Reserve Bank of India Governor Raghuram Rajan recently claimed that “our world is facing an increasingly dangerous situation” and “what we need are monetary rules that prevent a central bank’s domestic mandate from trumping a country’s international responsibility.” He then issued a call for “a new international agreement along the lines of Bretton Woods” to replace the existing system.
This is a startling demand as he calls for putting the interests of international powers above India’s interests. While he has argued in the past for RBI’s autonomy from the Indian government, he now wants to make it answerable to foreign governments.
His new concern for the global economy developed only after the existing system stopped benefiting those in power in Europe and America. For many decades, the World Bank and IMF worked in tandem as loan sharks and destroyed several economies around the world. While they gave loans to poor countries under stringent conditions, corporations and non-profit groups in Europe and America were awarded free money in the form of contracts and grants.
This arrangement was possible because the World Bank has always been led by an American while the IMF has always had a European as its head.
As long as the Western countries benefited, Rajan was not only fine with the IMF and the World Bank but even worked for the IMF as their Chief Economist. In recent years, with India and China gaining greater financial independence from the two Bretton Woods institutions, the revenues of those who depend on these institutions have come down and the Western banking system is on the brink of a collapse.
This is what Rajan describes as a dangerous situation for the world even though it is dangerous only for European and American bankers. Such conflation of the interests of the bankers with the interests of the world is consistent with the language used by economists from the West whose theories are tailored to benefit a few influential people. When these economists claim that the economy is about to collapse or that the world needs to be saved, what they really mean is that some bankers are in trouble and they should be bailed out using taxpayer’s money.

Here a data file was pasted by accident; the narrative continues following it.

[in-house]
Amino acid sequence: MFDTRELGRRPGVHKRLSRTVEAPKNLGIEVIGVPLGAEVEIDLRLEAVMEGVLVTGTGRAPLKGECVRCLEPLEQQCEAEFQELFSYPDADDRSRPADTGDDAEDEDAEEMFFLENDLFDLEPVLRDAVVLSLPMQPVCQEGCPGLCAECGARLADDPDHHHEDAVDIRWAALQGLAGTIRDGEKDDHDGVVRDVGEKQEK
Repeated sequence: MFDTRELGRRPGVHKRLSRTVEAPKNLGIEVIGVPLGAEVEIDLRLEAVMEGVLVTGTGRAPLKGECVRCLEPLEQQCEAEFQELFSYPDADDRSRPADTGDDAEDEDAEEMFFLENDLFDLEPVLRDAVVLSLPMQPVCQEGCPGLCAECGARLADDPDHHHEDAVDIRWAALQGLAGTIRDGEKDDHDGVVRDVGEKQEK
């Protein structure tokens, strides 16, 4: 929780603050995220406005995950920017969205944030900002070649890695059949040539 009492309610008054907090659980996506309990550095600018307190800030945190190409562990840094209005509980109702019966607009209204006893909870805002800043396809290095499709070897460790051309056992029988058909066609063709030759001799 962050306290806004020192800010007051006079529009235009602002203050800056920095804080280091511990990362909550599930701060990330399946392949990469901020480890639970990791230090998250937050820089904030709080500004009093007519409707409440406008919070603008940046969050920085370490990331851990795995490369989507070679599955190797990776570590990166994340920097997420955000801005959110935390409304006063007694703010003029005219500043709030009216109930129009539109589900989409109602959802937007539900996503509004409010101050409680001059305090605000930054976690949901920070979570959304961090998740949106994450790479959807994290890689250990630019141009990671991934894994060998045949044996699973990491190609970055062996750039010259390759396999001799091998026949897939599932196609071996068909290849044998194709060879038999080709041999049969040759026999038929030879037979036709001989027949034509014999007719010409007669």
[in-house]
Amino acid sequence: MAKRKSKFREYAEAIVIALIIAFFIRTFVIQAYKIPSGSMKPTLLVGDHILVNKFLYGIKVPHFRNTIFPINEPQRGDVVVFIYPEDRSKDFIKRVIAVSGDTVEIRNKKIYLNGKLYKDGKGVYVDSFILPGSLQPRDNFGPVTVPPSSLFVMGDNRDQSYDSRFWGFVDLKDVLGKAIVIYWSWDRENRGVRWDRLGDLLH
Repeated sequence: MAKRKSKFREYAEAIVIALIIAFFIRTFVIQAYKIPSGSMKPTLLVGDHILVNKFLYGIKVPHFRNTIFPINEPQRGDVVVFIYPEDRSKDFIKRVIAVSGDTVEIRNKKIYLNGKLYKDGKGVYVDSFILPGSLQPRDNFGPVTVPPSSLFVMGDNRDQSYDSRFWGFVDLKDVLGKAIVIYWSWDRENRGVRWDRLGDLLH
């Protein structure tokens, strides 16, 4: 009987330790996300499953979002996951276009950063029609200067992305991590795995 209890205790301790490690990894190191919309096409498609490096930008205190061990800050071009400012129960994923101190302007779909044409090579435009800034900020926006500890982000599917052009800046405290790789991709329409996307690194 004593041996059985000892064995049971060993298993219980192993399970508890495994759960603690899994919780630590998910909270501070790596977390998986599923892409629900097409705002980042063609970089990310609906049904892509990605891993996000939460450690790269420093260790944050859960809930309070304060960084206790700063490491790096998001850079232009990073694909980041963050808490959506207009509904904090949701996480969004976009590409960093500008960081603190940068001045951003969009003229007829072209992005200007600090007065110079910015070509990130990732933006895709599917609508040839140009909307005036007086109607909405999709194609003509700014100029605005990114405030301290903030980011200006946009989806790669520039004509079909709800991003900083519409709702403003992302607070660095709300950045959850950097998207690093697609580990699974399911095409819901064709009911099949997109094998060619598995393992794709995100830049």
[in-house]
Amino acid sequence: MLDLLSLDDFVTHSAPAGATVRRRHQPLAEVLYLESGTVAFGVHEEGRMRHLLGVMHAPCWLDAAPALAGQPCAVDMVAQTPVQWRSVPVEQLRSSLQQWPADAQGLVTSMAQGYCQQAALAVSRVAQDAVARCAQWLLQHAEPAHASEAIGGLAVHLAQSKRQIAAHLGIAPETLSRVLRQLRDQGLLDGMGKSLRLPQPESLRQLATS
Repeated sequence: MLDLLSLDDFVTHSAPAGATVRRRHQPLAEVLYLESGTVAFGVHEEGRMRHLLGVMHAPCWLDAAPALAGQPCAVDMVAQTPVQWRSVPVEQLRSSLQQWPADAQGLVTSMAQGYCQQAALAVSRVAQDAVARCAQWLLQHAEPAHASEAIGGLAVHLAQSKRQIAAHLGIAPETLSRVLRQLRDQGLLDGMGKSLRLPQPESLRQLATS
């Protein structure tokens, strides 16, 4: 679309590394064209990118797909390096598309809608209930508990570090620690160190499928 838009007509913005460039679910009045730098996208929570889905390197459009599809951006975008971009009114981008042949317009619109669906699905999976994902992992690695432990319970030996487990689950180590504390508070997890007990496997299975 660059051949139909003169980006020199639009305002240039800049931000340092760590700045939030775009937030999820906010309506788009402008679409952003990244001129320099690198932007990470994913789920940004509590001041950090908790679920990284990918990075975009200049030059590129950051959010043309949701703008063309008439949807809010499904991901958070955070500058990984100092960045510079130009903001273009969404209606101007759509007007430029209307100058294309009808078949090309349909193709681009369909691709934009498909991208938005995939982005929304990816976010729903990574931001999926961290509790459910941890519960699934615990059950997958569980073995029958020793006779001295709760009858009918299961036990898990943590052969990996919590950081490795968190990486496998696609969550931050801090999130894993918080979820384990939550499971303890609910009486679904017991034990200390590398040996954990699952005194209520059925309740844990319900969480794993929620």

Rajan now wants to “start building a system” by using “background papers from eminent academics” but every economic crisis in the world can be traced to recommendations made by “eminent academics” and India should not be made to pay for cleaning up a mess it did not create. If the academics really want a stable system, they should advocate gold as the currency without any controls instead of demanding controls in the form of cashless currency, negative interest rates and another global institution that will dictate rules to the world.
Despite heading the RBI, Rajan has retained his job at the University of Chicago which exerts undue influence over global economic policies. The fact that RBI’s governor has one foot planted in a foreign university is problematic, more so as the university’s latest effort has been described as a “halfway house” between the US State Department and pure academics by the head of the Council on Foreign Relations which sets the US foreign policy. This means the university’s faculty members lack independence and publish only those ideas approved by the US government.
Rajan’s support for a new system to funnel Indian money to the West while he is all set to return to the American government’s halfway house is clearly a conflict of interest.